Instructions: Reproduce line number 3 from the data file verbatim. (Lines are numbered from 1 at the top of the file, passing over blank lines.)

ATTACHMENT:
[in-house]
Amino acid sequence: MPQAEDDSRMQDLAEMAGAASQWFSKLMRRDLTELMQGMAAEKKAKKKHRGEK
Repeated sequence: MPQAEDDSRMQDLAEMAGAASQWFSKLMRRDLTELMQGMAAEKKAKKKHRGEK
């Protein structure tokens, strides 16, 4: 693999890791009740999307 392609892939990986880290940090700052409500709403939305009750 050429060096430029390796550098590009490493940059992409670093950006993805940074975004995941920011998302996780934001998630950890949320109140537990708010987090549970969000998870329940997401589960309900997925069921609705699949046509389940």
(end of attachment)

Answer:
Repeated sequence: MPQAEDDSRMQDLAEMAGAASQWFSKLMRRDLTELMQGMAAEKKAKKKHRGEK